​Community bonds to honor veterans

Leo Lorentz, 3, left, and his brother, Hudson, 7, place American flags next to the brick honoring their great-grandfather, Cyril H. Sharpe, at Veterans’ Memorial Park of The Villages.

More than 300 people gathered for a solemn purpose Wednesday morning during the annual Veterans Day ceremony at Veterans’ Memorial Park of The Villages. Veterans from World War II, the Korean and Vietnam wars, and other conflicts stood proudly during the ceremony as an adoring community lavished loud applause upon them. It was especially a poignant morning for two Marines who served in World War II — Larry Klairmont, 94, of the Village of Harmeswood of Belle Aire, and Bob Beale, 95, of the Village of Hadley. “I’m here so I can cry for my comrades who are not with us, and to appreciate the honor people here bestowed upon us for the sacrifices that we made to serve our country,” said Klairmont, who earned two Silver Star medals, a Bonze Star and two Purple Hearts during the second landing at the Japanese island of Iwo Jima.

The ongoing outpouring of support from the community inspires Beale to attend the memorial park’s annual ceremonies.

“I’m always impressed with The Villages, because it’s a patriotic community,” said Beale, who shot at Japanese kamikaze pilots as a 40mm gun loader onboard the USS Bennington aircraft carrier. “They appreciate and respect veterans, which makes me feel very good.”

That service explained why Don Hoover, of the Village of Glenbrook, thanked the two Marines for their service.

Hoover served as an Army combat assault helicopter pilot in the Mekong Delta during the Vietnam War, at the same time his wife, Carolyn, served as an Air Force logistician in Thailand.

“You guys set the standard,” Hoover told Klairmont and Beale.

It’s all about that generation’s service during one of the most tumultuous times in U.S. history, Hoover explained.

“The standard is the World War II veteran, and the sacrifices of all of those Americans,” he said.

It also was a poignant time for Lorene Wilson, as tears welled in her eyes as she gazed upon the memorial brick placed on behalf of her late husband, Jackie B. Wilson, as part of the annual ceremony.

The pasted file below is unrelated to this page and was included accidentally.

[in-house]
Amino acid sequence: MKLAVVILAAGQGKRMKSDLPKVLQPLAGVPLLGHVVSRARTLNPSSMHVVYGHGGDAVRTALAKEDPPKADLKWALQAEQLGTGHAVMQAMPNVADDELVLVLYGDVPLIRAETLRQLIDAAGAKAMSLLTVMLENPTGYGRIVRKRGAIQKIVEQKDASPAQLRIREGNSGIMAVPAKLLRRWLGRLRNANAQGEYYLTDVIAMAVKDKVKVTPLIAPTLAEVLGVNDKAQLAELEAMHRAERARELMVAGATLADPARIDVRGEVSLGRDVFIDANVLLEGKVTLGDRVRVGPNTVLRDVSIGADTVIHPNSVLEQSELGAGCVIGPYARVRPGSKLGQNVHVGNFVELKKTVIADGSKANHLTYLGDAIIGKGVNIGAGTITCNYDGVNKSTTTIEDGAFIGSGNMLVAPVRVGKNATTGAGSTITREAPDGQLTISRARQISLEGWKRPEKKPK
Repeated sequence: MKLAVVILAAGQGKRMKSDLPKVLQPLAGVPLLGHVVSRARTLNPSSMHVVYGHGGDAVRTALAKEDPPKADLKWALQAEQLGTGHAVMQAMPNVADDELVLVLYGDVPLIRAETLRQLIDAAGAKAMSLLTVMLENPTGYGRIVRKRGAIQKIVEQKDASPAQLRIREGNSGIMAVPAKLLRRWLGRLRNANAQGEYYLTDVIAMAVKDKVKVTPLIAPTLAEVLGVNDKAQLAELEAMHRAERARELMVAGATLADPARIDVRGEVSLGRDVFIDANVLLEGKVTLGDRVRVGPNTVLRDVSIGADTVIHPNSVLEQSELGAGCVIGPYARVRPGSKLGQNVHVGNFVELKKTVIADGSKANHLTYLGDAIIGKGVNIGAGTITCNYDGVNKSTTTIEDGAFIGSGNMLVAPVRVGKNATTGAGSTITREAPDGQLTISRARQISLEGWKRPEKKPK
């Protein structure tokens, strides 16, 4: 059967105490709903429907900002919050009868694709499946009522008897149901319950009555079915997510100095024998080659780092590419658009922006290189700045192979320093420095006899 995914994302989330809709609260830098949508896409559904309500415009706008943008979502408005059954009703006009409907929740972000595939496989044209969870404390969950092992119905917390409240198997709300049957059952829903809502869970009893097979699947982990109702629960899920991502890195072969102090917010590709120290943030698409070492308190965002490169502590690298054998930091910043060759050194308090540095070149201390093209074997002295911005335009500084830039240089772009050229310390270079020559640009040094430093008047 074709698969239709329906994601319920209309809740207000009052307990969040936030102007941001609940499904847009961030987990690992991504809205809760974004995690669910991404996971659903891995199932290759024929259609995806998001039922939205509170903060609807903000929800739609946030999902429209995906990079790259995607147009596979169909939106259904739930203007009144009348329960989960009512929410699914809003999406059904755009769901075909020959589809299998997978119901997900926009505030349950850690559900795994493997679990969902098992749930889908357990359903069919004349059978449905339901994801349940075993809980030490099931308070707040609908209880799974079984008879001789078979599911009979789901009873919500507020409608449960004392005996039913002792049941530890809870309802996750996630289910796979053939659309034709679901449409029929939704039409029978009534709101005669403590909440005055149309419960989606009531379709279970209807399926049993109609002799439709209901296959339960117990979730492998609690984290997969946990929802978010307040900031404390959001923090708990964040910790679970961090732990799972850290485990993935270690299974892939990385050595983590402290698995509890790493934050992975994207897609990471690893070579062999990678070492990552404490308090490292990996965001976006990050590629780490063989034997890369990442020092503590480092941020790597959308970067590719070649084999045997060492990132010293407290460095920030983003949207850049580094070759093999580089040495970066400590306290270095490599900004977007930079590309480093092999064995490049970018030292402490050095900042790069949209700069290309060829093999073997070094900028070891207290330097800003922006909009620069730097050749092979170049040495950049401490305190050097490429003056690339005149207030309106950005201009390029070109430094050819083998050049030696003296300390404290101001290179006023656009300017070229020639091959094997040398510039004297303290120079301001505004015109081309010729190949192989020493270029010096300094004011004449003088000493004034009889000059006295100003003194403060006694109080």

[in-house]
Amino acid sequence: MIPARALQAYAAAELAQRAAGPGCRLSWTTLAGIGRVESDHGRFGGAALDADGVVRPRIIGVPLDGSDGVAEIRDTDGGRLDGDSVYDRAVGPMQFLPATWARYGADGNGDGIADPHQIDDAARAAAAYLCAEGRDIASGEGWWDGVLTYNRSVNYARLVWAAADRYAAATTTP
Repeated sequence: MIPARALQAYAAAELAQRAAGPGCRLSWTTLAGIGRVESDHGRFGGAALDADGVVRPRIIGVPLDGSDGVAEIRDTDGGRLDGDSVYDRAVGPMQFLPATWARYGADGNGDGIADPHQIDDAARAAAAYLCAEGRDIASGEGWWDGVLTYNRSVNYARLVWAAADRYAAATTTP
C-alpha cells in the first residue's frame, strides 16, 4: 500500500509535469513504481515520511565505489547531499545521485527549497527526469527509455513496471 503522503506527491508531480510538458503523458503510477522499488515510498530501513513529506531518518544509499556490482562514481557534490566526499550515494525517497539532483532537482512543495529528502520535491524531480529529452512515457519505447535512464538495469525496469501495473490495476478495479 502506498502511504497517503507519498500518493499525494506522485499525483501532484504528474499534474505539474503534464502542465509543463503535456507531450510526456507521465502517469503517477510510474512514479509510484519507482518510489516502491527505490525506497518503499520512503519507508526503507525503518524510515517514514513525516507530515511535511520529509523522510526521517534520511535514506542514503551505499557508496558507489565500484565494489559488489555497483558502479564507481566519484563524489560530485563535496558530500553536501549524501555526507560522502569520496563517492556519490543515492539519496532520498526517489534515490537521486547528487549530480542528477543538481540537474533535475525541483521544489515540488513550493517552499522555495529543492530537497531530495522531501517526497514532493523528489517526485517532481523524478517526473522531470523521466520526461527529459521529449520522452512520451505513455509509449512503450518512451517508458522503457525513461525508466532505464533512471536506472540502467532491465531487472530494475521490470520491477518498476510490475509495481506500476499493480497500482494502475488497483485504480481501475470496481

Neighbor Wendy Galiardi, of the Village of Duval, bought the brick for Wilson the same time she purchased one in memory of her father, Paul Stith.

“When Wendy said she was putting a brick in for my husband next to her father, I said ...,” and she paused as tears flowed. “Oh, my God, I’m doing it again. I just thanked her and thanked her, again and again.”

Everyone who attended also heard inspiring words from Vietnam War veteran and retired Army Col. Harry Lumpkin, of the Village of Hadley. He spoke about the positive influence of veterans on society and the importance to recognize their contributions.

Lumpkin shared his observations from a few years ago, when Vietnam War veterans gathered for a commemoration at the Spanish Springs town center for a parade. Residents showered them with adoration.

“Tears were rolling from their eyes,” he said.

It also was joy on Lumpkin’s face at the ceremony’s conclusion, when he handed out 100 thank-you cards to veterans from children at The Villages Charter School.

“Of all the things going on in America, there is one thing that does not divide us — our veterans,” Lumpkin told the audience.

“What an event!” exclaimed Tom Miller, of the Village of Duval, and president of the Veterans’ Memorial Park of The Villages, a 501(c)(3) nonprofit.

“I’m amazed at the turnout,” said Miller, a who earned a Bronze Star and Purple Heart as an Army combat radio operator during the Vietnam War. “This community honors veterans so much that they’re willing to come out in iffy weather, wearing masks, just to honor veterans in this community.”

Specialty Editor David R. Corder can be reached at 352-753-1119, ext. 5241, or david.corder@thevillagesmedia.com.